Although the popularity of virtual schools continues to grow, some education advocates in states that were early adopters of online education are now beginning to re-think their commitments. The Chicago Tribune is reporting that even among those who consider themselves ardent advocates of digital learning, questions are being asked about the unexpectedly low quality of some of the most popular online schools.
Currently, a moratorium on new virtual schools is in place in Maine, New Jersey and North Carolina due in part to sub-par results produced by online schools already operating in the state. In addition, concerns have been expressed over the high rate of turnover at virtual academies compared to traditional schools, as well as worries that funding formulas used to allocate money to virtual schools put brick and mortar district schools at a disadvantage.
After an investigation, the Pennsylvania auditor general released a report that concluded the funding formula used in the state overpays online schools by more than $105 million a year. At the same time, questions have already been raised in Tennessee about whether their recent entry into distance education was a worthwhile investment after the first set of scores out of the Tennessee Virtual Academy proved to be, in the words of the state education commissioner, “unacceptable.”
While some states like Michigan and Louisiana haven’t put the brakes on their expansion of online learning, in Florida, the operator of the Florida Virtual Academy – K12, Inc. – is being investigated for maintaining unacceptably high class sizes and hiring uncertified teachers.
But the anger and skepticism elsewhere is striking, in part because some of it comes from people who have ardently supported opening the public school system to competition.
“There’s a sense that is a lot more mainstream now and we need to take a closer look at it,” said Michael Horn, an advocate of digital learning at Innosight Institute, a think tank focused on education policy. “I don’t think we need to put the brakes on completely, but we need tweaks to accountability models, which will slow growth.”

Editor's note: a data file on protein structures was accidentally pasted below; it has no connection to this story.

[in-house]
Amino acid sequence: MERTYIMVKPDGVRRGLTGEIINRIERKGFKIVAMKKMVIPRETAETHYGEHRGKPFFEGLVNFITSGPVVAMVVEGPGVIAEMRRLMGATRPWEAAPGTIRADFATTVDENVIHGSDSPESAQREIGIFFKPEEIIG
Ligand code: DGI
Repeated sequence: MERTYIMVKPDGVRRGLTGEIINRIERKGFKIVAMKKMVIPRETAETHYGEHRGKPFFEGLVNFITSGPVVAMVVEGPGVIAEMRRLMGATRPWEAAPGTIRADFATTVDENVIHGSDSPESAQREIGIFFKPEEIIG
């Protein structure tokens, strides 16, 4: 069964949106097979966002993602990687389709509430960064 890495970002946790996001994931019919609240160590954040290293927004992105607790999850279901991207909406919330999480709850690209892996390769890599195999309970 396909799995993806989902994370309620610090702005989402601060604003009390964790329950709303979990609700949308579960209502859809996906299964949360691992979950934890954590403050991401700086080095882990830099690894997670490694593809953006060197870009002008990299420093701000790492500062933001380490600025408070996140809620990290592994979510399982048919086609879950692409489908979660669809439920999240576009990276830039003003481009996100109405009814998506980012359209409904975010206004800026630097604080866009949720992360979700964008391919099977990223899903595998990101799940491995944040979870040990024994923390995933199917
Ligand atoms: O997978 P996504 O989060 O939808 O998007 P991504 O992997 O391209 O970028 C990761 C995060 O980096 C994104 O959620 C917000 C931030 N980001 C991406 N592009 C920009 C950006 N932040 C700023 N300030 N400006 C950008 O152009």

Online schools, which came to prominence about the same time as the school choice movement started gaining adherents, were initially envisioned as a way for students in rural areas to get access to regular education without having to commute long distances. Later, distance learning advocates also thought that it would be a good solution for children who traveled frequently or for those who come from families that relocate often. More recently, online education has been touted as something that could help any student who didn’t function well within the rigid confines of a regular school or who would benefit from the individual customization of their curriculum.
Enrollment in online-only schools, most of which are set up as charters, has jumped 30 percent in each of the last few years. At least 250,000 students take all their classes online, including physical education, and 1.8 million take at least one course online, according to the International Association for K-12 Online Learning, which represents the industry.
The results however, have varied, and recent studies that compare how students enrolled in online schools perform against those who attend regular schools have produced some alarming results.
Almost every cyber-school in Ohio ranked below average on student academic growth in preliminary report published by the state last week. A Stanford study last year found cyber-students in Pennsylvania made “significantly smaller gains in reading and math” than peers in traditional public schools. And Tennessee’s first virtual school was slapped with the lowest possible score for student growth in recently released state rankings, putting it in the bottom 11 percent of schools.